Interview: Othello Woolf

Othello or real name Oliver Woolf is known for his mixture of suave style and charming music. Already featured on the Guardian’s New Band of the Day, Oliver is definitely making a mark. Bearded caught up with him.

Posted on Aug 11th, 2011 in Features and Interviews, Othello Woolf / By Alex Yau
Interview: Othello Woolf Bearded: You’ve made quite an impression since your relatively obscure beginnings. How does this feel?

Othello Woolf: “That’s very kind of you to say. I guess I feel like I haven’t made that much of an impression so far. It’s still early days. I’ve just got an album really. I’ve pushed the single out and it’s a case of getting all the tracks together and having a proper album feel than just a bunch of tracks. It’s good to get an album out.”

B: You’re LP deals with heartbreak and everything that comes after. Is this all your own experience or did you take influence from others when writing it?

O: “It’s strictly mine. When I did most of these tracks, I was in a dark place wallowing in self-pity and all the other things you do. It was like a therapeutic process and they all wrote themselves. That was all on my mind at the time.”

B: When performing live do you feel you’ve gotten over such heartbreak?

O: “I’d like to say I’ve gotten over them but those kinds of experiences always linger. After that you become less trustworthy. It’s always a double edged sword when you’re a musician or a poet. On one hand, no one likes that but on the other it’s always a sure thing for you to write about. You’re looking for new things to write about. I personally have this massive fear where my new song will be the last I ever write and I’ll go into a period where I think everything I write during the next 20 years will be the same. It’s good and bad really.”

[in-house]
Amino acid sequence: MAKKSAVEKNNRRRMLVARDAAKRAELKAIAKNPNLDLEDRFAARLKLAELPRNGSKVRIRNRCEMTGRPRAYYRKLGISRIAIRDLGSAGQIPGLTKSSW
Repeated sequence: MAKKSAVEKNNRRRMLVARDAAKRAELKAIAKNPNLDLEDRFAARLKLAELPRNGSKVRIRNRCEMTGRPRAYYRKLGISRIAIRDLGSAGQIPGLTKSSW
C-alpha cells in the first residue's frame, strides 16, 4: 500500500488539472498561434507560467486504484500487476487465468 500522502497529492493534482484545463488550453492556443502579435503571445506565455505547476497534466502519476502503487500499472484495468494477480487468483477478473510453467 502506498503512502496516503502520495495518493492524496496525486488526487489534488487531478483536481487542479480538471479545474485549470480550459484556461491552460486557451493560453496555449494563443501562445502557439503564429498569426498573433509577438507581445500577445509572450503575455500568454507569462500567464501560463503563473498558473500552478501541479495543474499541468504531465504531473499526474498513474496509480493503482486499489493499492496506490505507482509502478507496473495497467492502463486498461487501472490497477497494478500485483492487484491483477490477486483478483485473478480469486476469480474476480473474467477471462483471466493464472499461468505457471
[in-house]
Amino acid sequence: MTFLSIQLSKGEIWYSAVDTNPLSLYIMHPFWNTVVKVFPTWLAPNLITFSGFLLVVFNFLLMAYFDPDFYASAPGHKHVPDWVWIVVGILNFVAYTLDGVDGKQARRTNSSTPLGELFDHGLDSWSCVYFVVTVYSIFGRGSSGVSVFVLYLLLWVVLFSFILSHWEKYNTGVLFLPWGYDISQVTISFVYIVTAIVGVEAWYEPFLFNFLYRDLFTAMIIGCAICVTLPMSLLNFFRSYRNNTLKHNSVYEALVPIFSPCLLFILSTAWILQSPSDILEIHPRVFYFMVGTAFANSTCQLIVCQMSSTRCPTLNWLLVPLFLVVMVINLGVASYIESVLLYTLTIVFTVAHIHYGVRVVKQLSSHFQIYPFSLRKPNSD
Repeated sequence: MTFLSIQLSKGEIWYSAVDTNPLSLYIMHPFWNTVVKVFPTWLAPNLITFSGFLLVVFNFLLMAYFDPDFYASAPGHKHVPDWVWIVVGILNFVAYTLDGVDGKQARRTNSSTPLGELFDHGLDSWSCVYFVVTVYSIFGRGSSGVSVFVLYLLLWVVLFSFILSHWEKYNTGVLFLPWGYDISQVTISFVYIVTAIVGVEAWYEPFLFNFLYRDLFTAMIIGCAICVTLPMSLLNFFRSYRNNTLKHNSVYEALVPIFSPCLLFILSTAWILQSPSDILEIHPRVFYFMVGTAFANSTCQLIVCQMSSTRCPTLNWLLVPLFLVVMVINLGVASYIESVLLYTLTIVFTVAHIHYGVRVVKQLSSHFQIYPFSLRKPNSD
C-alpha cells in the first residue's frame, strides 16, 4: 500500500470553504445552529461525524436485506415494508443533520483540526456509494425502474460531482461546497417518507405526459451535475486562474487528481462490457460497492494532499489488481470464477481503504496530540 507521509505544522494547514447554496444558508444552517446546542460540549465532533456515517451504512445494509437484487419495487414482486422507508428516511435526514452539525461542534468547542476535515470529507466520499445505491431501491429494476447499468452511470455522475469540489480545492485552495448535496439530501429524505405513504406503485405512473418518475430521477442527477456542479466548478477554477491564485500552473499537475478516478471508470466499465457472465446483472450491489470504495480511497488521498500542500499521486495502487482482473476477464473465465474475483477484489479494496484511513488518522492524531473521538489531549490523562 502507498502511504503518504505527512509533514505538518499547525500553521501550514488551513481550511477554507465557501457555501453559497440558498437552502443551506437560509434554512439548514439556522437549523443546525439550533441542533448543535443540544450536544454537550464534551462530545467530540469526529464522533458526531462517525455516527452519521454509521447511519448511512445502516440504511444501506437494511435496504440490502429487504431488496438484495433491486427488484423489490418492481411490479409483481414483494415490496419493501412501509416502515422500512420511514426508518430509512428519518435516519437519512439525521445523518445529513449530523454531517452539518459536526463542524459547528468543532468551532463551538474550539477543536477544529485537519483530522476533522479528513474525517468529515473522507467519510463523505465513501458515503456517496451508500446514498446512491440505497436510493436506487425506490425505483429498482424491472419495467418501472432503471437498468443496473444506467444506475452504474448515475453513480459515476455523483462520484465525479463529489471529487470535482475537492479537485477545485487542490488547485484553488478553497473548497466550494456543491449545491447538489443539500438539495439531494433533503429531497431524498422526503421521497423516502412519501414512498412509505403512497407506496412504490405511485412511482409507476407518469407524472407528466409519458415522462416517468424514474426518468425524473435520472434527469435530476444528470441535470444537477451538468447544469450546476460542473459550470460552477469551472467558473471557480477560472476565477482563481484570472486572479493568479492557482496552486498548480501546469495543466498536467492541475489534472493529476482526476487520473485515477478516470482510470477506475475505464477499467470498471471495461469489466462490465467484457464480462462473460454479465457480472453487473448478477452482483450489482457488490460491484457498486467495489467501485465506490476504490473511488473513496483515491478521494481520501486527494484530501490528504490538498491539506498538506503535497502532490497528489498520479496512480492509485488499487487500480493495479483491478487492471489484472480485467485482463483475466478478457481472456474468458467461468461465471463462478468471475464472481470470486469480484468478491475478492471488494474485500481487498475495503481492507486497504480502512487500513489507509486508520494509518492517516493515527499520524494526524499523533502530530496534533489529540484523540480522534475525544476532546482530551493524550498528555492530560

B: Do you put all your effort into songs with this fear?

O: “I try to give as much as I can every time I do a song. I always remember a quote by the Notorious B.I.G where he was like treat every record you write like it’s your first. I’m not far from my first record but it’s a good mind-set for not getting carried away. There are traps you can fall into whether it’s replicating what you did before or you have label meetings and they have certain thoughts on your tracks. All those can influence you but the important thing is staying true to yourself.”

B: You’ve also described yourself as a control freak. Did you take over every duty when recording your album?

O: “I did with the instrumentation although I didn’t mix it which was a good thing. It did take over a lot of time and I’ve been meticulous about it. When I play live, I play with a band of five and that’s come out of the recordings which have come out really well. Potentially in the future there’ll be recordings with a live feel. I’ve tried this with the current LP but you still feel it was made by just one person.”

B: Did you feel like you got closer to this with your collaborations with Bullion?

O: “It’s a different type of thing. He’s like me, quite isolated and spends a lot of time procrastinating and working on tracks ‘til it takes forever to get it done. When we got together it still didn’t have a band type feel but it helps having a couple of you there. One of the pitfalls working on your own is that you don’t have someone else to bounce ideas or stop self-doubt.”

B: You used the moniker of Othello to beat self-consciousness. Do you still get that?

O: “I think so yeah. I have always been wary of what people think of me which isn’t a particular good trait. Guess you can call it vanity. It was trying to detach myself from that so I could write more honest lyrics. It’s just a name and something that was a little blasé so I could stand proudly behind the tracks.

B: From your grandfather’s dress sense to comparisons of Roxy Music and the Smiths, there’s quite a timeless feel to you. Do you feel you belong to a different time?

O: “Not really. I think I’m in a weird position. I definitely look towards the past for influence and I’m more overall into music from the 80’s or the last decade than what is around now. I think my music has elements of old school type things but I don’t think it sounds particularly retro. I’m hard to place because I don’t fall into modern genres like dubstep, lo fi or chillwave.“